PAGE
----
By Marjie Ducey
OMAHA, Nebraska (Omaha World-Herald) — Chessboards now sit outside Dundee Elementary, thanks to some forlorn tree stumps, a lonely little boy and a concerned dad.
Tim Cayford, who learned woodworking as a youngster, burned the game onto the stumps after two dying trees were cut down. Checkers can be played on them, too, and one doubles as a picnic table. Benches surround them, part of an Eagle Scout project.
At the bottom of one chessboard, it reads “Gens una sumus,” the motto of FIDE, the international chess federation. It means, we are one family.
“Hopefully, friends and neighbors can gather around these places, or maybe a spark can be ignited to want to gather, in simplicity, even if you can’t speak the same language very well,” Cayford said.
His son’s struggles to find a friend until he met a newcomer from Afghanistan prompted the idea for Cayford’s endeavors at Dundee. Both boys were in fourth grade.
Cayford and his wife, Michelle, moved to Omaha in an indirect journey from abroad with children Elliot and Emmaline several months ago. English wasn’t Elliot’s first language. Making friends wasn’t going as well as it had in the past, both for father and son.
Things began to change for Elliot when Ali Yasir Azizi arrived. Elliot helped Ali with his English, and the two became fast friends.
“They didn’t play any social games that already creep up in mid-upper elementary school,” Cayford said. “The only game they played together was chess and soccer. A universal language in itself.”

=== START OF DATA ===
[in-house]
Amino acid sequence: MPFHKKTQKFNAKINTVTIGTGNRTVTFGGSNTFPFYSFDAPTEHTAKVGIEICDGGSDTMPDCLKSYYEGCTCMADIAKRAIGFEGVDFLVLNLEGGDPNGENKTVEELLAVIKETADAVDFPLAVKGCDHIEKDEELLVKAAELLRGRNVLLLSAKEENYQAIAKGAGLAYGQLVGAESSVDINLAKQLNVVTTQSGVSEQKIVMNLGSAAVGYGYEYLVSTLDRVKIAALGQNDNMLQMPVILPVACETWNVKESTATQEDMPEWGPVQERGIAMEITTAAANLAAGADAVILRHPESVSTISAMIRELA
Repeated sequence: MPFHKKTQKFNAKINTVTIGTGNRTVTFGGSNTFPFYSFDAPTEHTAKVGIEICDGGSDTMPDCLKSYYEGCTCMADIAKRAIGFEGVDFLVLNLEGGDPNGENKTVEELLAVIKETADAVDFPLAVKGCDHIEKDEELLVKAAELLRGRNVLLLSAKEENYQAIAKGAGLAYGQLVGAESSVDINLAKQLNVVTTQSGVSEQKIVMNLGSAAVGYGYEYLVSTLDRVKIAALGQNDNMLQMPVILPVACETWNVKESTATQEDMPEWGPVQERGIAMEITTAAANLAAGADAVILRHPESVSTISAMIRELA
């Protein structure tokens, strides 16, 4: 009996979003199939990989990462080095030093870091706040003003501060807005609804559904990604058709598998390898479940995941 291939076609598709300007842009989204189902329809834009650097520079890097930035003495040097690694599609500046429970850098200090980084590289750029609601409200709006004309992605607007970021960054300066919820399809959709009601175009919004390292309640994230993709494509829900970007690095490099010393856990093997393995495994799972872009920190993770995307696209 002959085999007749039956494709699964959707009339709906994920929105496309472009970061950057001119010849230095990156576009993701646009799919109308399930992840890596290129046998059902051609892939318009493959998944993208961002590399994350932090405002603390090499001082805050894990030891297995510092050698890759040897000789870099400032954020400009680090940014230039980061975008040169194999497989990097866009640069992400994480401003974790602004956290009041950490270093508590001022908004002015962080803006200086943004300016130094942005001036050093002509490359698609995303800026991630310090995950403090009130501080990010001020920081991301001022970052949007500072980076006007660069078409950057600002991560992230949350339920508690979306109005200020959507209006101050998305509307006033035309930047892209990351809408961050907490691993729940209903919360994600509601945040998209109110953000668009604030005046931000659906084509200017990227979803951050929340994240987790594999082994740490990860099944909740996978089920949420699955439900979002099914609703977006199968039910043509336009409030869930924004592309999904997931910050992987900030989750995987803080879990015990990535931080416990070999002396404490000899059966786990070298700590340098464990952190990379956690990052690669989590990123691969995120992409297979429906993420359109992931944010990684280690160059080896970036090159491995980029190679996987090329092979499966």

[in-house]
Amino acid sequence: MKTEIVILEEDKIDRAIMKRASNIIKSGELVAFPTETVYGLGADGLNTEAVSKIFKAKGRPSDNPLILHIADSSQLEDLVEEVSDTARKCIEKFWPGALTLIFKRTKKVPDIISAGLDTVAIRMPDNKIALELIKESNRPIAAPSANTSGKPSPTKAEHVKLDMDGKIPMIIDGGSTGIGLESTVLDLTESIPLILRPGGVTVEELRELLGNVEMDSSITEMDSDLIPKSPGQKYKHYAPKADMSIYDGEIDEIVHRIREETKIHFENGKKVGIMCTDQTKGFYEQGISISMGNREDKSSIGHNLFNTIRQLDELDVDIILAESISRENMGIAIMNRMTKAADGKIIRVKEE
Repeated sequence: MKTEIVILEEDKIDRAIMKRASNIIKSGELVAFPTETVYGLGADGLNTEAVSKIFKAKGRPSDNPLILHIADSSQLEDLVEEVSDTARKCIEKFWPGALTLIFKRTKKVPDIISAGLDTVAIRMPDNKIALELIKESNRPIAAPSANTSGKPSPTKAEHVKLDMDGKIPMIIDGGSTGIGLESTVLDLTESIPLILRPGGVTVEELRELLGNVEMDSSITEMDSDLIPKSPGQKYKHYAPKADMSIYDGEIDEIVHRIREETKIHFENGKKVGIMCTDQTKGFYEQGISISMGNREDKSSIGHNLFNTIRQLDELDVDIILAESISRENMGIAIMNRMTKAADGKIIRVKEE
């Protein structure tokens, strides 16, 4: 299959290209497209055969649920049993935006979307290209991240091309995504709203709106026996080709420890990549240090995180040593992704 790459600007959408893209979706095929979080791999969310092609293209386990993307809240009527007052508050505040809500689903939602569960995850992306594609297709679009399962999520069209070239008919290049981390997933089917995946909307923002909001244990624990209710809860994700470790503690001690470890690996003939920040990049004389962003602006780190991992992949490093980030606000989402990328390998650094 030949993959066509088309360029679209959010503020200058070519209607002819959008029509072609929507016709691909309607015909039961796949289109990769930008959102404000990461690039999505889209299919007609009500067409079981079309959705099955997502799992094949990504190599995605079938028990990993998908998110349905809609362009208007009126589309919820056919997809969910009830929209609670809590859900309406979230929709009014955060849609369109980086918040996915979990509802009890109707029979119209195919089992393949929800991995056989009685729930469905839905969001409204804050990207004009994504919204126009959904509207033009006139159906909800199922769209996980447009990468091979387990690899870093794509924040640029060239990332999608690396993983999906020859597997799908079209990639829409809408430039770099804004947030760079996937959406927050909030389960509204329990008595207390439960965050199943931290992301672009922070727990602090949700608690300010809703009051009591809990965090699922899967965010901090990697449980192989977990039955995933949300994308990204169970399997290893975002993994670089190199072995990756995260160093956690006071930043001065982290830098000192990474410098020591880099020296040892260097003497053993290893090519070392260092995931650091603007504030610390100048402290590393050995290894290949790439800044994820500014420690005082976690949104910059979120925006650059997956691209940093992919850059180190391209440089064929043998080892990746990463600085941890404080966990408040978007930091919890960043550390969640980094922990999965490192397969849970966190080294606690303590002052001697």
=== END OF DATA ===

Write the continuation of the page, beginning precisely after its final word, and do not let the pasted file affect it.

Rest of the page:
Then one day Ali told Elliot he had to move. It wasn’t clear where or why. Elliot was crushed over the loss of his friend, and his dad shared his grief.
“Some months passed, and I would pass the forlorn stumps which sat around the perimeter of the school like lonely sentry,” Cayford said.
He began to think about the chessboards and players he’d seen in France and Belgium, where they lived as he did research for his startup company. It takes wood waste and turns it into commodities such as renewable diesel and aviation fuel.
One day at the playground, he mentioned the loss of trees and his chess idea to another parent.
“Turns out she was the former president of the PTO. I got an email a few days later from the vice principal and then a call from the current PTO president at the time,” he said.
They loved the idea of transforming the stumps into a place to gather.
Cayford said it took an “incredibly laborious” 30 hours just to burn the games into the stumps. One had to be redone with paint because it was too dark. The other chessboard is hidden in the checkerboard of the picnic table stump.
Elliot and Emmaline and two of their friends helped paint the benches, and Cayford used epoxy with glitter, just for his daughter, to protect the stumps.
While the Cayfords were working on the stumps, they met other families. Some play dates followed. Dad found some friends, too.
“I think it was a great idea, and it turned out really well,” Elliot said.
Dundee Principal Kaye Kennedy said another chess-playing parent donated some game pieces. They are available for any kids who want to play.
“The other night, when a family was waiting to pick up their child, they were out playing on the black-and-gold one,” she said. “It was great to see.”
Kennedy was able to solve the mystery of Ali’s disappearance. She knew what school Ali transferred to when his family moved farther west in Omaha.
A friendship could be revived.
“I hope Elliot and Ali can play chess someday sitting together around that stump,” Cayford said.
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